MacArthur Fellows Program

MacArthur Fellows / Meet the Class of 2008

Stephen Houston

Anthropologist / Epigrapher

Brown University

Providence, Rhode Island

Age: 49 at time of award

Published January 27, 2008
Image of Stephen Houston

Stephen Houston is an anthropologist, archaeologist, and epigrapher whose insightful interpretations of Mayan iconography and hieroglyphic inscriptions shed new light on the intellectual culture of Mesoamerican society and address fundamental questions about the role of writing in ancient civilizations. He has worked on the excavations of several major Mayan cities, most recently the ancient city of Piedras Negras in Guatemala, which had not been explored since its initial discovery more than sixty years ago. This dig unearthed several monuments and structures, and Houston’s nuanced analysis of their functions and social meaning is prompting a significant revision of the history of the city’s development. As an epigrapher, Houston draws on inscriptions and figural art to reconstruct the political and social structure of Mayan civilization, including the dynamics of royal court life and the role of religion. His interpretations of stylized representations of the human body demonstrate how displays of emotion were depicted and used by Mayan elites to reinforce their status within a hierarchical society. By considering Mayan script in the context of both ancient and modern civilizations, he has proposed new arguments, as well, about how writing systems function and how they originate, evolve, and expire. Houston’s interdisciplinary approach brings into sharper focus the poetics and preoccupations of ancient Mayan texts and illuminates the relationship between histories recorded in hieroglyphic texts and those pieced together through archaeological evidence.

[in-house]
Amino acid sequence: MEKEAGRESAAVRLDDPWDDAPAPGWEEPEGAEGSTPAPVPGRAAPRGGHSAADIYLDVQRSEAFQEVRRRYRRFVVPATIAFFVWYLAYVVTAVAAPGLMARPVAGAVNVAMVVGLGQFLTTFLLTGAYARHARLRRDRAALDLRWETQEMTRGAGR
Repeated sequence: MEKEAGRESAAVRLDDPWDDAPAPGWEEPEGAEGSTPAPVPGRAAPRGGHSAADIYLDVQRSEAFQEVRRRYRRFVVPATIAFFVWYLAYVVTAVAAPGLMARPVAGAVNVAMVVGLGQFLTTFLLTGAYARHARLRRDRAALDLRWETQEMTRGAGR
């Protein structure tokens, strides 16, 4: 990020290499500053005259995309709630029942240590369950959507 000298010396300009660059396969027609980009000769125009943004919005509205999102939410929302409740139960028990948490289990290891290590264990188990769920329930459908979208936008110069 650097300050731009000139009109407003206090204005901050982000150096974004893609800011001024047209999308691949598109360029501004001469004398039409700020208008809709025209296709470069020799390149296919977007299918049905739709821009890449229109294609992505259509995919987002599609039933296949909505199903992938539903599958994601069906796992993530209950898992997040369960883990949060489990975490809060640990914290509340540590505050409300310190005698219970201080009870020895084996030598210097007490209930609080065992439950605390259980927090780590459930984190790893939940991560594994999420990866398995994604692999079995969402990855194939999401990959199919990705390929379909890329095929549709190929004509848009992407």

Stephen Houston received a B.A. (1980) from the University of Pennsylvania and an M.Phil. (1983) and Ph.D. (1987) from Yale University. He was affiliated with Brigham Young University (1994-2004) prior to joining the faculty of Brown University, where he is currently the Dupee Family Professor of Social Science and a professor in the Department of Anthropology. He is the author of numerous articles and co-author of the books The Memory of Bones (2006) and Royal Courts of the Ancient Maya (2001), among many other publications.


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